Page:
You can see here that the impact on value for business travelers over the baseline was quite significant, nearly half of the value is lost when the reviews are negative as opposed to positive.

However, for the leisure travelers, all of the value is lost when reviews are negative. Business travelers clearly pay attention to reviews, but they are willing to balance that against other attributes like brand and rating. Leisure travelers simply wont consider the hotel if the reviews are negative.

Key takeaways

There are three key takeaways from the business traveler study that hotel managers should consider when setting pricing and positioning strategies:

  1. Reviews matter: Business travelers want to know what the experience will be like, and they look to the reviews to tell them that. They are negatively influenced by negative reviews, and prefer to see a description of the experience to help them assess.
  2. Loyalty matters: Business travelers are driven by loyalty affiliation to their preferred brands. They appear willing to put up with “OK” as long as they can get their points.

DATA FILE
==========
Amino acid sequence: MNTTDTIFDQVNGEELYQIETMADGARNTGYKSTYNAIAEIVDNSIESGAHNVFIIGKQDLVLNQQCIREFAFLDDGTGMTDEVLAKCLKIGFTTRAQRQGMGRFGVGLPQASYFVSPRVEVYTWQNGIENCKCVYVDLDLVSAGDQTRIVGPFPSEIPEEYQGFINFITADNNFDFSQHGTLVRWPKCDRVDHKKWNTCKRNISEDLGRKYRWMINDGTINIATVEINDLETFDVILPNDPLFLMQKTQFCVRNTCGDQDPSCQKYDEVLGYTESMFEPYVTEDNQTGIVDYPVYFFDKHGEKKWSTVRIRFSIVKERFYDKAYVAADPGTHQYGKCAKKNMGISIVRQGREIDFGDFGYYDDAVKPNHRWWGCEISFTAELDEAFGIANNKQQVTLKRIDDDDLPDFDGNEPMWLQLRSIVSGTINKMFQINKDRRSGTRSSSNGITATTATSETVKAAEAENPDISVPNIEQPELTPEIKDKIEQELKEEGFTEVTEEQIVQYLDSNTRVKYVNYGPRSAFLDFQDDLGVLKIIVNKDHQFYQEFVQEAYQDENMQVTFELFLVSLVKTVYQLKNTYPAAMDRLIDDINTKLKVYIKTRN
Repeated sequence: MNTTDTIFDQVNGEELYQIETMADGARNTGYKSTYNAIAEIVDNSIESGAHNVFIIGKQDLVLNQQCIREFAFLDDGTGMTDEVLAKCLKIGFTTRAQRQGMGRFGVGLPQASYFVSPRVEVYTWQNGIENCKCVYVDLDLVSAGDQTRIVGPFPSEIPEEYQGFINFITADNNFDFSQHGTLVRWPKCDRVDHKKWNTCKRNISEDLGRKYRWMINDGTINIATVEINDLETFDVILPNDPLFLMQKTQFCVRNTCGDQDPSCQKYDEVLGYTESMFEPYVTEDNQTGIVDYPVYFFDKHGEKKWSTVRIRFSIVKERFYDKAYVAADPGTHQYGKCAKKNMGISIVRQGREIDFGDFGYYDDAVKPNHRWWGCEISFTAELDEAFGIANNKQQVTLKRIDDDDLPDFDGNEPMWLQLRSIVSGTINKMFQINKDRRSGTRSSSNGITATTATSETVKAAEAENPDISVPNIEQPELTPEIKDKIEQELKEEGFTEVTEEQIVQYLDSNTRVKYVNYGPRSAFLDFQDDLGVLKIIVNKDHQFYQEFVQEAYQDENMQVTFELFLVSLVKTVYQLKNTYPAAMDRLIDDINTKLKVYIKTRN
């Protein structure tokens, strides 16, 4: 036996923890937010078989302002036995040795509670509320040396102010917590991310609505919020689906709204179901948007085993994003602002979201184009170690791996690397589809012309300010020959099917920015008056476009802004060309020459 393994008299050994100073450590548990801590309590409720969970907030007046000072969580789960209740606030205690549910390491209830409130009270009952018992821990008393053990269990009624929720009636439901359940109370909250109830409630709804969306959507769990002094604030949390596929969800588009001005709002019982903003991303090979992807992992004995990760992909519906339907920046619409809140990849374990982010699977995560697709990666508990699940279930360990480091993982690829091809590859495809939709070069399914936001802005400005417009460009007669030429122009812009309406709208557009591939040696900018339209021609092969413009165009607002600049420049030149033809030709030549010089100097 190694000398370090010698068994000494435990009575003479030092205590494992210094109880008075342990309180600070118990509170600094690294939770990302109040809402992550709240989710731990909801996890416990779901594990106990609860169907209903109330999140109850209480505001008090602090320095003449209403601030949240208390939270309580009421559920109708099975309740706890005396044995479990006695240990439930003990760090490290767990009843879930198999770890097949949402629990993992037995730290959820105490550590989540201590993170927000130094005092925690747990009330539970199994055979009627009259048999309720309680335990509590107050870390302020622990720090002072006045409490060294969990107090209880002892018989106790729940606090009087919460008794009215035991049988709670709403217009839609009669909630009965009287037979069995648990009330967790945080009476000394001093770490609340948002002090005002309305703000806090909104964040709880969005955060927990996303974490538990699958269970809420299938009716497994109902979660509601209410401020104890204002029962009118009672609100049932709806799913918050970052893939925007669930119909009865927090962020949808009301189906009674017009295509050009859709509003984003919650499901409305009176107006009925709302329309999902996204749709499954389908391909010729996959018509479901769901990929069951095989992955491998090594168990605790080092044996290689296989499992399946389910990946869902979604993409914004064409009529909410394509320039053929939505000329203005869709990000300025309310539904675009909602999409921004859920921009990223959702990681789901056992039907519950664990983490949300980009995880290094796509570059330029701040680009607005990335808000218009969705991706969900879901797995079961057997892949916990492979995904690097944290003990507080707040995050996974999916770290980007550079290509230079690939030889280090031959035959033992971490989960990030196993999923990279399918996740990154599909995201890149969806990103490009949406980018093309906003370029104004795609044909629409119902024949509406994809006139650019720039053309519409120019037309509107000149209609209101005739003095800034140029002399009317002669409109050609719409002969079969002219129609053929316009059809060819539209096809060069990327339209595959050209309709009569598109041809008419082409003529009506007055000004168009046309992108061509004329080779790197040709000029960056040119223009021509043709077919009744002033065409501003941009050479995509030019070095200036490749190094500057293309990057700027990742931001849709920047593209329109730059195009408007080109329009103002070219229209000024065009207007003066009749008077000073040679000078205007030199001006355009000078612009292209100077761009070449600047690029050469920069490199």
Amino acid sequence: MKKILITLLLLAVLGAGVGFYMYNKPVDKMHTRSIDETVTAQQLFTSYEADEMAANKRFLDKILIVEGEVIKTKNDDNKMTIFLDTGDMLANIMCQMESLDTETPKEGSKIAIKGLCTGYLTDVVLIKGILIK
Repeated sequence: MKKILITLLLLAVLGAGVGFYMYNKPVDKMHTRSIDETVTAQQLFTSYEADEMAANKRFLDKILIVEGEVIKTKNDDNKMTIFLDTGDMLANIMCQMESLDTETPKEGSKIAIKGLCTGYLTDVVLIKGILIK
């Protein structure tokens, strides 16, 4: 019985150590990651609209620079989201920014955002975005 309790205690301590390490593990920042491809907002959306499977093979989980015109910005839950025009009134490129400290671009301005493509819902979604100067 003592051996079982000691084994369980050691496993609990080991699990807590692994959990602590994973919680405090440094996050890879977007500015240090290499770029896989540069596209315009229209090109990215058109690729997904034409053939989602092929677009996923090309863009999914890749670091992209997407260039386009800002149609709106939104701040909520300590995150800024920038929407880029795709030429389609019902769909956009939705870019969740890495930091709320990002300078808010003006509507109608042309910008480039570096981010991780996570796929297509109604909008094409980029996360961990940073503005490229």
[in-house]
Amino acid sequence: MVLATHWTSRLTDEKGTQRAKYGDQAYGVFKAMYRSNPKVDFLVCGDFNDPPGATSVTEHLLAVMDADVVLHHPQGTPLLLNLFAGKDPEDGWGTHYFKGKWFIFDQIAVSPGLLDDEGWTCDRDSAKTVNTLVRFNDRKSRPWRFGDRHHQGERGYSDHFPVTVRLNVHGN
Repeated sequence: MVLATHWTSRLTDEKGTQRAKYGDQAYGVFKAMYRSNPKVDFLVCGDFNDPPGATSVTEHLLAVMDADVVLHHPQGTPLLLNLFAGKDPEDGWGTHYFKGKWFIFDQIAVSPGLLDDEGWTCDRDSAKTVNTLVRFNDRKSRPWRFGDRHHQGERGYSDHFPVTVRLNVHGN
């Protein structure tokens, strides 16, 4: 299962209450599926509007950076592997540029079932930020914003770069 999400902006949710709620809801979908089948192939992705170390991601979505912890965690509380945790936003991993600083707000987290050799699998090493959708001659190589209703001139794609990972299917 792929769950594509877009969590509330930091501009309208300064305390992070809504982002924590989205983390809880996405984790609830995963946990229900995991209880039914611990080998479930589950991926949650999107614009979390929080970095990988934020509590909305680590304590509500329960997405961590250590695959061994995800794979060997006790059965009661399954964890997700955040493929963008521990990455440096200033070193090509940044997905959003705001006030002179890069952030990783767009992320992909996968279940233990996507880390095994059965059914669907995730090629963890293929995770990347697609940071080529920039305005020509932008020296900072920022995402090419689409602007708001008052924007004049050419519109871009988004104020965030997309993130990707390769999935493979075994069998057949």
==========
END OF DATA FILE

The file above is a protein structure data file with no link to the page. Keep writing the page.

3. Price matters: While business travelers are not price sensitive in general, they do respond to a deal. The lowest price in the market will get their attention.

Business travelers traded off extensively among review sentiment, review language, price, brand and ratings when making a choice. None of the attributes appeared to be a “deal breaker”, as negative reviews were for the leisure traveler.

This means that hotels must clearly understand their reputation and price position in the market, and use this with brand and market conditions to know which levers they can pull to attract this valuable segment.

For example, an “unknown” brand in the market with a better reputation than the “big brands” with strong loyalty programs could attract some business traveler demand, particularly if they offer the lowest price in the market.

Interestingly, a hotel with a strong loyalty program might be able to get away with being “OK” (i.e. not investing in renovations, for example), for a while (closely monitoring their UGC to ensure they don’t cross a tipping point with their guests).

Figure 2 below compares the results of both studies.

Clearly, hotelier’s jobs are not getting any easier. Not only do hotels need to pay attention to their reputation and price as compared to the market, but they also need to evaluate that against the segment mix and the hotel’s business strategy.